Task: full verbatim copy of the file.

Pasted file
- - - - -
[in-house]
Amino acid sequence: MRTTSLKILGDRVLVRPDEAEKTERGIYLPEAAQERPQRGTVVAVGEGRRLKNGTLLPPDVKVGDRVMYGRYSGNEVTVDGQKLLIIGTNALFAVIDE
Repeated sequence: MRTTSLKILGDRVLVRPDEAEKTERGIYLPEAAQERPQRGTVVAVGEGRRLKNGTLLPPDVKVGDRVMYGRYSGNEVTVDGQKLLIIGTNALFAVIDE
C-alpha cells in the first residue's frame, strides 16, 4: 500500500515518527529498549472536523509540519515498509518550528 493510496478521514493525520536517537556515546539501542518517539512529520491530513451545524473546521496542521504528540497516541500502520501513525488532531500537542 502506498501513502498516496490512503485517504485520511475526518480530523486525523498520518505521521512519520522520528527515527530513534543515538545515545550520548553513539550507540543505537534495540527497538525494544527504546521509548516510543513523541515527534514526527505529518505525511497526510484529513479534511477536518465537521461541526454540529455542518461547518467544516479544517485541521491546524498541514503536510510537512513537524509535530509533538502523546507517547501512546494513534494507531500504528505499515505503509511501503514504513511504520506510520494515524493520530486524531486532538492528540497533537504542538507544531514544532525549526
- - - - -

[in-house]
Amino acid sequence: MRTTSLKILGDRVLVRPDEAEKTERGIYLPEAAQERPQRGTVVAVGEGRRLKNGTLLPPDVKVGDRVMYGRYSGNEVTVDGQKLLIIGTNALFAVIDE
Repeated sequence: MRTTSLKILGDRVLVRPDEAEKTERGIYLPEAAQERPQRGTVVAVGEGRRLKNGTLLPPDVKVGDRVMYGRYSGNEVTVDGQKLLIIGTNALFAVIDE
C-alpha cells in the first residue's frame, strides 16, 4: 500500500515518527529498549472536523509540519515498509518550528 493510496478521514493525520536517537556515546539501542518517539512529520491530513451545524473546521496542521504528540497516541500502520501513525488532531500537542 502506498501513502498516496490512503485517504485520511475526518480530523486525523498520518505521521512519520522520528527515527530513534543515538545515545550520548553513539550507540543505537534495540527497538525494544527504546521509548516510543513523541515527534514526527505529518505525511497526510484529513479534511477536518465537521461541526454540529455542518461547518467544516479544517485541521491546524498541514503536510510537512513537524509535530509533538502523546507517547501512546494513534494507531500504528505499515505503509511501503514504513511504520506510520494515524493520530486524531486532538492528540497533537504542538507544531514544532525549526